VENTURES AFRICA – As the Common Market for Eastern and Southern Africa (COMESA) region continues to struggle with multiple trade tax structures and overlapping membership, the African Development Bank (AfDB) has called for uniform fiscal and macro-economic policies in the 19 states of the eastern and southern Africa bloc.
This, the bank says, will boost fiscal surveillance at the regional and national levels. It will also set the stage for a monetary union.
“Fiscal convergence is essential to Comesa’s macroeconomic convergence programme, and is a bridge between monetary and trade integration programmes,” AfDB President Donald Kaberuka said in a report, titled “Facilitating Multilateral Fiscal Surveillance in Monetary Union Context with Focus on Comesa Region.” The report which was made public last week, had been commissioned by the Comesa Secretariat two years ago.
The report proposed the establishment of a single currency for the Comesa region, a move that is seen as a stepping stone in cementing regional economic growth. It suggested a roadmap for fiscal convergence in a programme that runs up to 2018 but offers no specifics that can connect the dots between trade and monetary integration.
By 2015, the report says the 19 countries are supposed to maintain an overall budget deficit to GDP ratio of 4 percent, an annual average inflation rate of not more than three per cent, and keep external reserves of at least five months of imports. It also recommended that the countries should have eliminated central bank financing of budget deficits over the same period.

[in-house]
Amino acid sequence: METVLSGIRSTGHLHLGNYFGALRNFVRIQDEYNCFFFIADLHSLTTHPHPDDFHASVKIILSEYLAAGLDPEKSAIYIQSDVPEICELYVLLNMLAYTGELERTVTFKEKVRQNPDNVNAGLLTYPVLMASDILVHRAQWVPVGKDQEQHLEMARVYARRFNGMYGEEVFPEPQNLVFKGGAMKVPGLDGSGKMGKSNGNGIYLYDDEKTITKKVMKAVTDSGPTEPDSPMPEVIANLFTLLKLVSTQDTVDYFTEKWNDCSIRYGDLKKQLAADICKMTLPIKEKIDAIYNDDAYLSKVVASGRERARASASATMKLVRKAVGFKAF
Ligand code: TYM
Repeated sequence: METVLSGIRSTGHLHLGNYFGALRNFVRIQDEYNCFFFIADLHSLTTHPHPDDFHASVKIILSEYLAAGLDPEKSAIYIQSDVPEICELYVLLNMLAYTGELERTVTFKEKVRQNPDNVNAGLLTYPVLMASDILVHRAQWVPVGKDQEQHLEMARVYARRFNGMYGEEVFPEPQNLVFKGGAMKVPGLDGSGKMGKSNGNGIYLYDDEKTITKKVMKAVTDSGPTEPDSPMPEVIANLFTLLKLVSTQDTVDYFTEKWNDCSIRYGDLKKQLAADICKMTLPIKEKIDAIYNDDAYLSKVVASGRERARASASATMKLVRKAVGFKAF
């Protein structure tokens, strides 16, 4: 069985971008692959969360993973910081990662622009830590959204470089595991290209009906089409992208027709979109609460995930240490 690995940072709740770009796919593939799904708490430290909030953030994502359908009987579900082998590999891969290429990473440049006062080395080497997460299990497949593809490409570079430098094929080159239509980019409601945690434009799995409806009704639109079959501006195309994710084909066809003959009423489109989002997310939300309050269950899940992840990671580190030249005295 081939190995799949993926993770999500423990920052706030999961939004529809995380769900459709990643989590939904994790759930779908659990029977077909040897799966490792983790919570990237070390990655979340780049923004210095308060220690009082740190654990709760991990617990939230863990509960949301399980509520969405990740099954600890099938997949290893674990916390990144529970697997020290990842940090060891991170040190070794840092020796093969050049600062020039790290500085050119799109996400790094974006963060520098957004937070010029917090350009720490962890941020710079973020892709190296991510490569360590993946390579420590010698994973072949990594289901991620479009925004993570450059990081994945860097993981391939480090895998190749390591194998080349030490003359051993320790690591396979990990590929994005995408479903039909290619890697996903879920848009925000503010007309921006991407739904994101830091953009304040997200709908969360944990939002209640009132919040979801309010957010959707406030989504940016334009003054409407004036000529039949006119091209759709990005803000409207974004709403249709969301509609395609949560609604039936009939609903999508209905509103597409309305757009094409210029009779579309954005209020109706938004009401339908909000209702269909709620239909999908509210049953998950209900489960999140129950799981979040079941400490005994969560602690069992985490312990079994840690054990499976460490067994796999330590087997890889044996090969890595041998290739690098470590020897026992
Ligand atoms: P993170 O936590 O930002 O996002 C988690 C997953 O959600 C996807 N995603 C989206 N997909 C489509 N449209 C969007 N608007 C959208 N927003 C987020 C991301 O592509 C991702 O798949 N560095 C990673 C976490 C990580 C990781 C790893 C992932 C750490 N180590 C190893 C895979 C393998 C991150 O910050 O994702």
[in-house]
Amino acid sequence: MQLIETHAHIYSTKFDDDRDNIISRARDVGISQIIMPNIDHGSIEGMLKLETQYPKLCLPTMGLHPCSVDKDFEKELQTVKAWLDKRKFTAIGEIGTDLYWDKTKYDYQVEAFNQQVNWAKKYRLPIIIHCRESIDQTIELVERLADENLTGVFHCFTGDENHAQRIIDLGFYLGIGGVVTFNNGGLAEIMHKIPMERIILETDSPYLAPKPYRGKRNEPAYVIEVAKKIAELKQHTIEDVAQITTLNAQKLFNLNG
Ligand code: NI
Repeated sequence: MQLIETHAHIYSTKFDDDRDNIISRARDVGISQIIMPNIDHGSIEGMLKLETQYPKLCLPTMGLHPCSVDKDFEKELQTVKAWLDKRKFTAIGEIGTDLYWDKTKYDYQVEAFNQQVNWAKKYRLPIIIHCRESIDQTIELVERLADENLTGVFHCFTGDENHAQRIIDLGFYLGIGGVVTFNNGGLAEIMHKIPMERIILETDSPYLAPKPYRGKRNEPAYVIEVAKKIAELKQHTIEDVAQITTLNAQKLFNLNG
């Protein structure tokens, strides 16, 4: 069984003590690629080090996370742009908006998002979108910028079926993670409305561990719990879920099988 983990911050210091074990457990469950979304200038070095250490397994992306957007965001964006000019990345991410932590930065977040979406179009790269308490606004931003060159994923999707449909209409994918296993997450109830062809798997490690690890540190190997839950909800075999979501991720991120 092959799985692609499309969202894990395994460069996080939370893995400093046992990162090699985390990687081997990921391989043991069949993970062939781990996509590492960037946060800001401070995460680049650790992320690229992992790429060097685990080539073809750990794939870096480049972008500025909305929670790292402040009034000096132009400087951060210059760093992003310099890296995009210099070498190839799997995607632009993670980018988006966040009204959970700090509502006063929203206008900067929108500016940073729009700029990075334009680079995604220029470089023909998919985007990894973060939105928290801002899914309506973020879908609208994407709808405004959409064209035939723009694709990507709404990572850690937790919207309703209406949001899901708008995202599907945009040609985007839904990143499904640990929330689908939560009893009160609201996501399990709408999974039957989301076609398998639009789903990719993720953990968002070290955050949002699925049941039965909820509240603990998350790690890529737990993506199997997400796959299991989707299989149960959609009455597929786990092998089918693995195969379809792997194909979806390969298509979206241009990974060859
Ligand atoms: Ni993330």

Principal Economist at AfDB, Jian Zhang, said; “A major responsibility also lies with the national authorities to encourage national ownership of the multilateral fiscal surveillance framework, reinforce their national public finance management systems, and formulate their individual convergence programs.”
While the Comesa region has launched its Customs Union in 2009, the implementation of common external tariff structures has been slow, causing numerous trade disputes with firms in the region.
However, it had established a number of specialised institution including the PTA Bank and PTA Reinsurance companies both headquartered in Nairobi, the Khartoum-based regional Court of Justice, a clearing house based in Harare, and the Regional Investment Agency (RIA) in Cairo; to maintain its current macro-economic policies after it launched a free trade area in 1994.
The report attested to this, saying, “Progress has been made in the implementation of the Comesa Monetary Cooperation Programme especially in the establishment of the free trade area, the regional payment system, reduced inflation and budget deficits.”
However, Prof. Manasseh Nshuti, Rwanda’s former Finance and Economic Planning Minister said, though the single currency initiative is important, this is not the right time to propose it. He said a strong financial independence of member countries should first be sought.
“We need to have harmonised fiscal regimes and we still have other outstanding issues like corruption, lack of transparency and different inflation rates, meaning that it might be difficult for the member countries to sort these issues,” he said.
He added that “We are not yet ready for the Comesa currency. We haven’t even achieved the EAC Monetary Union that we have always been singing about.”